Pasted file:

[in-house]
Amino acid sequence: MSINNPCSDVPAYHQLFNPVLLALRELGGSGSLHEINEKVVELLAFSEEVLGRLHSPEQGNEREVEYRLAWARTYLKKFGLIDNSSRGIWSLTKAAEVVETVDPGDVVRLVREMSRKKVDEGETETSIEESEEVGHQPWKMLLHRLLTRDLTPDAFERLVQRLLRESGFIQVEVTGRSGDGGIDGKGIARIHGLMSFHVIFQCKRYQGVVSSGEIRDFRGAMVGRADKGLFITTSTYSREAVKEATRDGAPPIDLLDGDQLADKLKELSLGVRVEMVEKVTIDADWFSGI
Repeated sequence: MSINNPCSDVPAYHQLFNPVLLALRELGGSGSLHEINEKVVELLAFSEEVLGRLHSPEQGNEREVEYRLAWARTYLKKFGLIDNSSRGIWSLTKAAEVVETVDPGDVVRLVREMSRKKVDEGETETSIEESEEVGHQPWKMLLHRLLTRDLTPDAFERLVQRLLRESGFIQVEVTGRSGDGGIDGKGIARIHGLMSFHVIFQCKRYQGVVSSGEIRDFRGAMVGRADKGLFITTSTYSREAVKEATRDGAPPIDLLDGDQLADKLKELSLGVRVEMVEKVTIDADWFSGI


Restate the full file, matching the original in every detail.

[in-house]
Amino acid sequence: MSINNPCSDVPAYHQLFNPVLLALRELGGSGSLHEINEKVVELLAFSEEVLGRLHSPEQGNEREVEYRLAWARTYLKKFGLIDNSSRGIWSLTKAAEVVETVDPGDVVRLVREMSRKKVDEGETETSIEESEEVGHQPWKMLLHRLLTRDLTPDAFERLVQRLLRESGFIQVEVTGRSGDGGIDGKGIARIHGLMSFHVIFQCKRYQGVVSSGEIRDFRGAMVGRADKGLFITTSTYSREAVKEATRDGAPPIDLLDGDQLADKLKELSLGVRVEMVEKVTIDADWFSGI
Repeated sequence: MSINNPCSDVPAYHQLFNPVLLALRELGGSGSLHEINEKVVELLAFSEEVLGRLHSPEQGNEREVEYRLAWARTYLKKFGLIDNSSRGIWSLTKAAEVVETVDPGDVVRLVREMSRKKVDEGETETSIEESEEVGHQPWKMLLHRLLTRDLTPDAFERLVQRLLRESGFIQVEVTGRSGDGGIDGKGIARIHGLMSFHVIFQCKRYQGVVSSGEIRDFRGAMVGRADKGLFITTSTYSREAVKEATRDGAPPIDLLDGDQLADKLKELSLGVRVEMVEKVTIDADWFSGI